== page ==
Mandatory measles vaccination is legal, German judge says


Central Europe


A German child receives his measles vaccination. Photo EPA, Sascha Steinbach

Daycares, schools and medical facilities must require the attending children to be vaccinated against measles. The judges of the Federal Constitutional Court in the German town of Karlsruhe decided that this requirement is justifiable and thus remains in force.

The judges acknowledged that mandatory vaccination limits fundamental rights and freedoms. However, they judged these violations to be reasonable to protect vulnerable people. That is reported by PRO.

The compulsory vaccination came into force on March 1, 2020. From that time on, children from the age of one had to be refused from entering daycares if they were not immune to measles by vaccination or an infection. Students have to be vaccinated too, but they cannot be refused entrance to schools, as they are obliged to attend classes. Instead, parents are fined up to 2500 euros, as the Neue Zürcher Zeitung reports. Children already attending a daycare or school when the law came into force had until July 31 to submit proof of immunisation.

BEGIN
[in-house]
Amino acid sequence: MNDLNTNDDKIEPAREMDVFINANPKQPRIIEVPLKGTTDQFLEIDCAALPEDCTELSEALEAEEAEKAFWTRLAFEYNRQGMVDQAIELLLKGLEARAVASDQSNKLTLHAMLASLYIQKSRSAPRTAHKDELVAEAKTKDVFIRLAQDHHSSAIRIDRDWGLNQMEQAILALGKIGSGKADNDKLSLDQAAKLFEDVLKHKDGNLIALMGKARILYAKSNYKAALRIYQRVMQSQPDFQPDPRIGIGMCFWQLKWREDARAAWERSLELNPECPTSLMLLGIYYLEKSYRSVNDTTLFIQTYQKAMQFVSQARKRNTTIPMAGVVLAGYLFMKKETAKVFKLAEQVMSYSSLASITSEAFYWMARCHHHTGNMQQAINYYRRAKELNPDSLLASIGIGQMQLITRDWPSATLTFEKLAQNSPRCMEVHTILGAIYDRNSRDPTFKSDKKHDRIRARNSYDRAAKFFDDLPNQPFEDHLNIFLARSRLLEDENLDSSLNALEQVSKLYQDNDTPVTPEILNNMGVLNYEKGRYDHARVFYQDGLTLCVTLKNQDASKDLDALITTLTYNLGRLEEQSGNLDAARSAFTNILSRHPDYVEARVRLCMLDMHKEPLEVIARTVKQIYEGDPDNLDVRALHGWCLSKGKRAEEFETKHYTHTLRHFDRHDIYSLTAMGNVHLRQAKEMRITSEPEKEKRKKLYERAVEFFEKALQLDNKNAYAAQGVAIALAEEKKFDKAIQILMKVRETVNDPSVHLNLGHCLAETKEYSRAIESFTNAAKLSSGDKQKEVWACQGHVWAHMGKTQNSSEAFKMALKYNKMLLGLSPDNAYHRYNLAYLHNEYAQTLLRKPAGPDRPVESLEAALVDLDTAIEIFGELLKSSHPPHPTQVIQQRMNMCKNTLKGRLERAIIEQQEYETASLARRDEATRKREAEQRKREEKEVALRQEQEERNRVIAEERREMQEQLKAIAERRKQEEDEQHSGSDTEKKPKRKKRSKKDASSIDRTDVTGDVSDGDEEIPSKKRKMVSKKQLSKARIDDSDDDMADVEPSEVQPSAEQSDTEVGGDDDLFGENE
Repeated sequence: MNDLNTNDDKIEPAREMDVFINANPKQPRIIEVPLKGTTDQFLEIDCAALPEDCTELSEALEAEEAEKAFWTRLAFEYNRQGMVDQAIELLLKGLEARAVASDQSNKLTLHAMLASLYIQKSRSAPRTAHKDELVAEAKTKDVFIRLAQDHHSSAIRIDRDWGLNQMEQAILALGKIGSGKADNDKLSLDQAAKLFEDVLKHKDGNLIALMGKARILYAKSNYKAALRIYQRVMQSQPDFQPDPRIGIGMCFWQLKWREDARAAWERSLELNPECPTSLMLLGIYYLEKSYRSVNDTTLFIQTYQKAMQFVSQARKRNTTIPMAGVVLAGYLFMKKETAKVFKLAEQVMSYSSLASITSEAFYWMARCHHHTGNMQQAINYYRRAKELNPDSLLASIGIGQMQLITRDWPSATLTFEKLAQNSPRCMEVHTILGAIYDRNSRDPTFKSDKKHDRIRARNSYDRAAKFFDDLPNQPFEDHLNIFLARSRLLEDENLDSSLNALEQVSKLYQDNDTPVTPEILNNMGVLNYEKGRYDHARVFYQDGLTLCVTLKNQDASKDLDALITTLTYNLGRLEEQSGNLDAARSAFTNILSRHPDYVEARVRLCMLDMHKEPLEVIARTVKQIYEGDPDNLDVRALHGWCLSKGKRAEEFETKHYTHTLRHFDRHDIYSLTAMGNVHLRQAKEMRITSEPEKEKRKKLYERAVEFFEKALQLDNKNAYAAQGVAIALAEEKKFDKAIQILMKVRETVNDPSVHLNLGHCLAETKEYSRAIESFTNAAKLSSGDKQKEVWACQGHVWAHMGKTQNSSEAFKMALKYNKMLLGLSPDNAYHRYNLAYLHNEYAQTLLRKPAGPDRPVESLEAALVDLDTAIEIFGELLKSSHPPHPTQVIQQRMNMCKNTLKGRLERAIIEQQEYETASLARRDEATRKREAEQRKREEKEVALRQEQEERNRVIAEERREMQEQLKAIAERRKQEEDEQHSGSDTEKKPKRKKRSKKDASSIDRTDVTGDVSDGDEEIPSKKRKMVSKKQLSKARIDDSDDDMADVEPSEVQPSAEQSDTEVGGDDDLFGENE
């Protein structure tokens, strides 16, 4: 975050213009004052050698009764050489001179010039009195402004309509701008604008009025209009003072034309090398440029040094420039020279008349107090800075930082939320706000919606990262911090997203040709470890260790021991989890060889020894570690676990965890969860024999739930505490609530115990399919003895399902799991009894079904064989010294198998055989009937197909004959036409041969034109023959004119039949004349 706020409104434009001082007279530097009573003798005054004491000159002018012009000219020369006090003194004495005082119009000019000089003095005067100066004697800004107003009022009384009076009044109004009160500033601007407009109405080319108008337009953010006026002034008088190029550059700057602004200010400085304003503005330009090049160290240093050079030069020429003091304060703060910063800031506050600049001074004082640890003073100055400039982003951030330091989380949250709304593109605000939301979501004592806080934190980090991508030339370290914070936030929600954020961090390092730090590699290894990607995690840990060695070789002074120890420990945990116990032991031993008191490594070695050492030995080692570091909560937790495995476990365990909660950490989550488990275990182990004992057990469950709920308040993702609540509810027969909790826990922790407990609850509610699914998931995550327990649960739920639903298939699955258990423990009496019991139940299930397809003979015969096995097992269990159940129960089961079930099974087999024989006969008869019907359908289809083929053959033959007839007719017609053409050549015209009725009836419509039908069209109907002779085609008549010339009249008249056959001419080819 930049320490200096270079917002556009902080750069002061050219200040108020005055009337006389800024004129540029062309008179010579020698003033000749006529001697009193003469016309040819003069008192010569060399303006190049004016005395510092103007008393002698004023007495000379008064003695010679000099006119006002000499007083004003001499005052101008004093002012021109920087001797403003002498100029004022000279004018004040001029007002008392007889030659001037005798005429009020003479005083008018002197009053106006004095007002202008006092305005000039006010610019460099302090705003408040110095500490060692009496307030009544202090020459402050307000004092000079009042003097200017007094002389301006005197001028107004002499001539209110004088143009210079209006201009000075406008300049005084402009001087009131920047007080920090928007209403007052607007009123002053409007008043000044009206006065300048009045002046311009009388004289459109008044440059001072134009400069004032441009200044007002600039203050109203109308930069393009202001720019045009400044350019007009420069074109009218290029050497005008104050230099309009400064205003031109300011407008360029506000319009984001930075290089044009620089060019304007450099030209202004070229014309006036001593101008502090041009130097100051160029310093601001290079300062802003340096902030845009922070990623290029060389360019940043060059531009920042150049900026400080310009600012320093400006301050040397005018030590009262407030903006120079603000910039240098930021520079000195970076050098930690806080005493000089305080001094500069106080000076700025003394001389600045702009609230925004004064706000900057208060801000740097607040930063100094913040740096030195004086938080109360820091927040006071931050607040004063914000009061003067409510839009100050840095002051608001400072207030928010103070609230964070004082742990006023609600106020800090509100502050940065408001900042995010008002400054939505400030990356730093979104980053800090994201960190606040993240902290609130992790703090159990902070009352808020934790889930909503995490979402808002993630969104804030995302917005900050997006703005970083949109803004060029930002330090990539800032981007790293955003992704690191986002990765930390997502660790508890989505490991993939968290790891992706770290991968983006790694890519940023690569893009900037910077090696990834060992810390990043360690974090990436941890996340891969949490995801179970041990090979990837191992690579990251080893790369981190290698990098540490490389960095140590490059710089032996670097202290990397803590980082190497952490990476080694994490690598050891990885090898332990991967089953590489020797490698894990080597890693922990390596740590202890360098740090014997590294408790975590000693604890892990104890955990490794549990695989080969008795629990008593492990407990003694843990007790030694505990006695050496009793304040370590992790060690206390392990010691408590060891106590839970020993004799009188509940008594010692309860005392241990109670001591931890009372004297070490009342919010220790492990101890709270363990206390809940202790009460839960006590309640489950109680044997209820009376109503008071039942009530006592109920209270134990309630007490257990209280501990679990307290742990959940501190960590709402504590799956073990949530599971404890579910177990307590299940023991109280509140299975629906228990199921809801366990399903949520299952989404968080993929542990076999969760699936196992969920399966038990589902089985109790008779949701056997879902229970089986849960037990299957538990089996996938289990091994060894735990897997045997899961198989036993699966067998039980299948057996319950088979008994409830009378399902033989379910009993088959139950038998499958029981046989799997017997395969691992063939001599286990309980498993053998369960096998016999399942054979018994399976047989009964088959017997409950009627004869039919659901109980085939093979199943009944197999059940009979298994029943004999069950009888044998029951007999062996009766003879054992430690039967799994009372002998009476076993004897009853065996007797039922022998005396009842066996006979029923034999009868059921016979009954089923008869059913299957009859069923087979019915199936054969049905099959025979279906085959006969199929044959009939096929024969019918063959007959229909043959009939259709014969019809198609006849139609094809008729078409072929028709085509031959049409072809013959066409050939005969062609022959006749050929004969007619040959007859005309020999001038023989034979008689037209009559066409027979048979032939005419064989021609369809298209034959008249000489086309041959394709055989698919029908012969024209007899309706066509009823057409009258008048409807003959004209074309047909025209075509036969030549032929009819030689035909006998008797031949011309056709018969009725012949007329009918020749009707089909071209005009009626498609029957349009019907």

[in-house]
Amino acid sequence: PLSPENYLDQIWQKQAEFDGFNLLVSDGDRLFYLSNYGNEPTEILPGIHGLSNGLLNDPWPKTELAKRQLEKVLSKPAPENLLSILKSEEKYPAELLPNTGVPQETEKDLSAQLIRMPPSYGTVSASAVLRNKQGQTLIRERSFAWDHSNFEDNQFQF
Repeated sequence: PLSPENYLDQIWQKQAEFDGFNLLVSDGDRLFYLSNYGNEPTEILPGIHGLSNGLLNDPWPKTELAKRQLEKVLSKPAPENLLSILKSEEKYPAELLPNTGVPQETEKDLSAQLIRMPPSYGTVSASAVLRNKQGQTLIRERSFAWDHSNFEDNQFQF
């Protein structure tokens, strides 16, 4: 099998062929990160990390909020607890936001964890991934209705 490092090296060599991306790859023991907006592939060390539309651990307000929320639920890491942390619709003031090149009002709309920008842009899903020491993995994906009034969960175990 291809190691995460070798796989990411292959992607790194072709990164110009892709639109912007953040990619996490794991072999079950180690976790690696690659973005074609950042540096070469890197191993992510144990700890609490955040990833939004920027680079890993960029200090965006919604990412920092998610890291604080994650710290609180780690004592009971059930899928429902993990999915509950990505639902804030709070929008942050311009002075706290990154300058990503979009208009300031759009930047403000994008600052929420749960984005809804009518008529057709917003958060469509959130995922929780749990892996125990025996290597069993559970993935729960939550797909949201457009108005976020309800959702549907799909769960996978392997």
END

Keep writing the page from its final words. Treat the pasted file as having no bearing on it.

Four pairs of parents complained about the new regulation. They argued that compulsory vaccination is a disproportionate encroachment on the fundamental right to physical integrity and the right to bring up children. However, their complaints were now rejected by the judges in Karlsruhe.

Employees working in kindergartens, schools, or accommodation centres for asylum seekers must also be immunised against measles if born after 1970.

With the new regulation, the German government wants to eradicate the childhood disease. Experts warn that it is not a harmless virus. According to them, complications may occur, and the virus weakens the immune system in the long term.

Last spring, the constitutional court also approved the mandatory vaccination of health staff against Covid-19. That requirement has been in force since March 2022.



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